each box is the sum of the two boxes beneath it
which boxes can you put each of the six expressions into to form an addition pyramid?
students could make up their own expressions pyramid
cut up the six pieces and give it to their neighbour to make into a pyramid
[suggested in a session on algebra with Pat Perks and Steph Prestage, then at Birmingham University]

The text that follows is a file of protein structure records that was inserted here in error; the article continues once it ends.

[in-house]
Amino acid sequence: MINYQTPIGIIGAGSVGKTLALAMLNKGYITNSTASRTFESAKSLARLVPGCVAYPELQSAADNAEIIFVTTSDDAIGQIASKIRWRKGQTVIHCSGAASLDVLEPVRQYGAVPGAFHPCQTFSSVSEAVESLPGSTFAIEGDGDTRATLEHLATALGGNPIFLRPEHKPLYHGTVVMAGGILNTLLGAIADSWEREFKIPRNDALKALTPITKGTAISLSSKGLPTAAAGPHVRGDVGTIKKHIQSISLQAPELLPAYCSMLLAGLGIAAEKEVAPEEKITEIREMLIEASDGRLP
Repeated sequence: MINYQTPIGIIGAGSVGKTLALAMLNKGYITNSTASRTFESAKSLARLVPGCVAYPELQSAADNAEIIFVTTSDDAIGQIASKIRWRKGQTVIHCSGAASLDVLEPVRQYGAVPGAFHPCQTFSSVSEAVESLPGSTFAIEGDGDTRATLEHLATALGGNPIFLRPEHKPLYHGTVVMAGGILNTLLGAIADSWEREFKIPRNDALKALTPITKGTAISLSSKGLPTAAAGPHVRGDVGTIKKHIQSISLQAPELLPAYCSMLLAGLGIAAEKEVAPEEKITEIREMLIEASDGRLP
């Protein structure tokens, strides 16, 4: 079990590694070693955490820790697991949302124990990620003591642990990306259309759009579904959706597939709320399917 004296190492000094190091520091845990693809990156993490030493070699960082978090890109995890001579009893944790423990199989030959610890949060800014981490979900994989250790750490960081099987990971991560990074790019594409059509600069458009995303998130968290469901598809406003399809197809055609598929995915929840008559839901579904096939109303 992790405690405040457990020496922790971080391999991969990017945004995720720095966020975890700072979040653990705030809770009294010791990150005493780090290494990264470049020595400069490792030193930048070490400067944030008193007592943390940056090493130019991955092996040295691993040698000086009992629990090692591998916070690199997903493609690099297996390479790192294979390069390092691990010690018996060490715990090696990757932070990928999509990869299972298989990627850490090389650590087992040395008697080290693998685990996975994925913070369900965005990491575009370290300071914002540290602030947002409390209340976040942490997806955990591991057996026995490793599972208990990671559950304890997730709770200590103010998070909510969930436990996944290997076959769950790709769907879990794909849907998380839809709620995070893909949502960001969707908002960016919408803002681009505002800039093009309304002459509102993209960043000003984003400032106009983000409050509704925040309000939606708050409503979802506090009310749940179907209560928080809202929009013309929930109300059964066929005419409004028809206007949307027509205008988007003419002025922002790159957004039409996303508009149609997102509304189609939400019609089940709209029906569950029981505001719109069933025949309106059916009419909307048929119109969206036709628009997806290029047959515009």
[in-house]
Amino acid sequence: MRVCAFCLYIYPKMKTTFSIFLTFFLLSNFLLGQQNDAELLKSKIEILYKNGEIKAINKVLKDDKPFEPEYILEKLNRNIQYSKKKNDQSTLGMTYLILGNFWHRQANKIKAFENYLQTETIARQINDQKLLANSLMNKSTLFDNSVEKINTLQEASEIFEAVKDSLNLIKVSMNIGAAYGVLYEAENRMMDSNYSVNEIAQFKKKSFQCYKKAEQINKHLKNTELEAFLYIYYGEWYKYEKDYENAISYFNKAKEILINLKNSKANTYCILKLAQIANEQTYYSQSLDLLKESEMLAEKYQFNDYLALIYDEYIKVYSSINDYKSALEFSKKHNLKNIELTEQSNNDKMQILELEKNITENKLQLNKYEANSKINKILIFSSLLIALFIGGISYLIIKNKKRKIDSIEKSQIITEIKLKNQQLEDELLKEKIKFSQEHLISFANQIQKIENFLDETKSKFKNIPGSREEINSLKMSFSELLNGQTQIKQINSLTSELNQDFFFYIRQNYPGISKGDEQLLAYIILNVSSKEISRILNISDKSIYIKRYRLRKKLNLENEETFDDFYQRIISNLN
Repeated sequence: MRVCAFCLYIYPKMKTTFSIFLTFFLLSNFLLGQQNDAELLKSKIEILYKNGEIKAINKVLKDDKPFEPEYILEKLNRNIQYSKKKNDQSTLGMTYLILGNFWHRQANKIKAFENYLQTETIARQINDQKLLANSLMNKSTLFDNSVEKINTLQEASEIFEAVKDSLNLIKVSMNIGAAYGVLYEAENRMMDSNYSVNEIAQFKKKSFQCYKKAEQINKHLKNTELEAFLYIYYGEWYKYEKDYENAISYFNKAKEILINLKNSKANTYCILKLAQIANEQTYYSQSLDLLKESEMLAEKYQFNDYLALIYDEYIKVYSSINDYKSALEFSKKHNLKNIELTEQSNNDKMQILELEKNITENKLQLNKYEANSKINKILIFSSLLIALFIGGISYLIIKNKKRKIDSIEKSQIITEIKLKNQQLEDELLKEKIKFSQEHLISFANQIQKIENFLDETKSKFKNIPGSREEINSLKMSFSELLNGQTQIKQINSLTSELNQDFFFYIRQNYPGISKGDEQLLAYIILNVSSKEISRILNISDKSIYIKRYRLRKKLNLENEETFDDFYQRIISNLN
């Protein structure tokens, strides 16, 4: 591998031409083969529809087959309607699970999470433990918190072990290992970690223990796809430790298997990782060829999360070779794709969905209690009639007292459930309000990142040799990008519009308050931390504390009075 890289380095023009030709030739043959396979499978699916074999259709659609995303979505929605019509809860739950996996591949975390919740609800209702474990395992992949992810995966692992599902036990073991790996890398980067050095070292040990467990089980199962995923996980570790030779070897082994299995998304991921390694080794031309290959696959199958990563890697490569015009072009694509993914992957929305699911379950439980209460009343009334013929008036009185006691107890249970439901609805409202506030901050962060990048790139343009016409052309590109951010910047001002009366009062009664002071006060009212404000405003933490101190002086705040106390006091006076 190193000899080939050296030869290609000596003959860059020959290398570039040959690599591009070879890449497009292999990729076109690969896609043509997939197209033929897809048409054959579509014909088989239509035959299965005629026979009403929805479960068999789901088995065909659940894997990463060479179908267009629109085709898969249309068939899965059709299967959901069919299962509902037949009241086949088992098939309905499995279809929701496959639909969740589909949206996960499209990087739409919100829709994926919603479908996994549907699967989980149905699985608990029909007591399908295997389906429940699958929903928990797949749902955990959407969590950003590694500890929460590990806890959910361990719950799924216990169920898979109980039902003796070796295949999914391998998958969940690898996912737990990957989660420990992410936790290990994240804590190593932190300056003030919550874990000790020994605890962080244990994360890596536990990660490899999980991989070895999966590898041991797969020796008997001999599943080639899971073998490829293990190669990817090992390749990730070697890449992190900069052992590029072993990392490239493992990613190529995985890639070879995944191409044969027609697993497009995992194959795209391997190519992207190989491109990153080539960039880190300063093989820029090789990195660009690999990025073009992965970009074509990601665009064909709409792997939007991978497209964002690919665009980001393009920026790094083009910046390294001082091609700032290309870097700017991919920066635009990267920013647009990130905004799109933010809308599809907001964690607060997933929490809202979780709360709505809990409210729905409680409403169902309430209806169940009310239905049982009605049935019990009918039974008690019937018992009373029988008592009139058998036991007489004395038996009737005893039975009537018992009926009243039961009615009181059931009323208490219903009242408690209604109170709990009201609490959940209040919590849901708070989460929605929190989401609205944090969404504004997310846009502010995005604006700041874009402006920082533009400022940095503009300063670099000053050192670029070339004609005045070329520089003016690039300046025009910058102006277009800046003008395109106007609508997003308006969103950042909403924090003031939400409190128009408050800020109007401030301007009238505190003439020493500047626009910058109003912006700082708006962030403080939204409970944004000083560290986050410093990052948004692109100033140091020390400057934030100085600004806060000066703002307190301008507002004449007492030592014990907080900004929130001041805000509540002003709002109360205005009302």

find as wide a range of expressions as you can that result in a top number of 5
(e.g. with 2 + 3g , 1 - g , 1 - g on the bottom row)